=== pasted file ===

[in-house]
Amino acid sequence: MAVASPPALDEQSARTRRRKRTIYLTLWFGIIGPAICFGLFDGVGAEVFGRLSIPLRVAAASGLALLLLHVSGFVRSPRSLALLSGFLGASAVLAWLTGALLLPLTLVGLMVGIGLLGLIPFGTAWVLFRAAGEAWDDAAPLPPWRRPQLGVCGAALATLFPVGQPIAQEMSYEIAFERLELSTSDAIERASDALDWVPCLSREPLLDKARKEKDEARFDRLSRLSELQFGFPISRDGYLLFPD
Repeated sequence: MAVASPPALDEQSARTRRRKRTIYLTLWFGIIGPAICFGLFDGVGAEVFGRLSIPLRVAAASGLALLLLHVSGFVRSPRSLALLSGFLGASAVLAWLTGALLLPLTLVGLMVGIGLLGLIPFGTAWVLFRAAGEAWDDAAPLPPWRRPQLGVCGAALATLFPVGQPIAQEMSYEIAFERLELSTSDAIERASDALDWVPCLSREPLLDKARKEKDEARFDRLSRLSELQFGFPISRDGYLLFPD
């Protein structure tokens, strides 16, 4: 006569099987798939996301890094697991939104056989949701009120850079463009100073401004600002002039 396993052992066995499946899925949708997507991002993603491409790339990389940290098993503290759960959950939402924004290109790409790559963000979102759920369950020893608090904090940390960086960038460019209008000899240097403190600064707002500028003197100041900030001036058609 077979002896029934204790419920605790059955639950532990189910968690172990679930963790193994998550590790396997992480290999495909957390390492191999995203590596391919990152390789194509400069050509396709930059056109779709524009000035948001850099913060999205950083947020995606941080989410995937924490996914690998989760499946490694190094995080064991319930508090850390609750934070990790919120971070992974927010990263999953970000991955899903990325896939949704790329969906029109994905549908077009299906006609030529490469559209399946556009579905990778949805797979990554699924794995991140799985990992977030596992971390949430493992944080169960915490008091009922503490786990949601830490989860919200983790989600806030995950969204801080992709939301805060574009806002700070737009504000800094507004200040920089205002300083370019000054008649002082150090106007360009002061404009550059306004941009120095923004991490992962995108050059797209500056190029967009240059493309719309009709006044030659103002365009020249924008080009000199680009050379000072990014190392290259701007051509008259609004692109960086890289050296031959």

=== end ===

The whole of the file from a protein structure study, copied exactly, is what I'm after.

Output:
[in-house]
Amino acid sequence: MAVASPPALDEQSARTRRRKRTIYLTLWFGIIGPAICFGLFDGVGAEVFGRLSIPLRVAAASGLALLLLHVSGFVRSPRSLALLSGFLGASAVLAWLTGALLLPLTLVGLMVGIGLLGLIPFGTAWVLFRAAGEAWDDAAPLPPWRRPQLGVCGAALATLFPVGQPIAQEMSYEIAFERLELSTSDAIERASDALDWVPCLSREPLLDKARKEKDEARFDRLSRLSELQFGFPISRDGYLLFPD
Repeated sequence: MAVASPPALDEQSARTRRRKRTIYLTLWFGIIGPAICFGLFDGVGAEVFGRLSIPLRVAAASGLALLLLHVSGFVRSPRSLALLSGFLGASAVLAWLTGALLLPLTLVGLMVGIGLLGLIPFGTAWVLFRAAGEAWDDAAPLPPWRRPQLGVCGAALATLFPVGQPIAQEMSYEIAFERLELSTSDAIERASDALDWVPCLSREPLLDKARKEKDEARFDRLSRLSELQFGFPISRDGYLLFPD
């Protein structure tokens, strides 16, 4: 006569099987798939996301890094697991939104056989949701009120850079463009100073401004600002002039 396993052992066995499946899925949708997507991002993603491409790339990389940290098993503290759960959950939402924004290109790409790559963000979102759920369950020893608090904090940390960086960038460019209008000899240097403190600064707002500028003197100041900030001036058609 077979002896029934204790419920605790059955639950532990189910968690172990679930963790193994998550590790396997992480290999495909957390390492191999995203590596391919990152390789194509400069050509396709930059056109779709524009000035948001850099913060999205950083947020995606941080989410995937924490996914690998989760499946490694190094995080064991319930508090850390609750934070990790919120971070992974927010990263999953970000991955899903990325896939949704790329969906029109994905549908077009299906006609030529490469559209399946556009579905990778949805797979990554699924794995991140799985990992977030596992971390949430493992944080169960915490008091009922503490786990949601830490989860919200983790989600806030995950969204801080992709939301805060574009806002700070737009504000800094507004200040920089205002300083370019000054008649002082150090106007360009002061404009550059306004941009120095923004991490992962995108050059797209500056190029967009240059493309719309009709006044030659103002365009020249924008080009000199680009050379000072990014190392290259701007051509008259609004692109960086890289050296031959």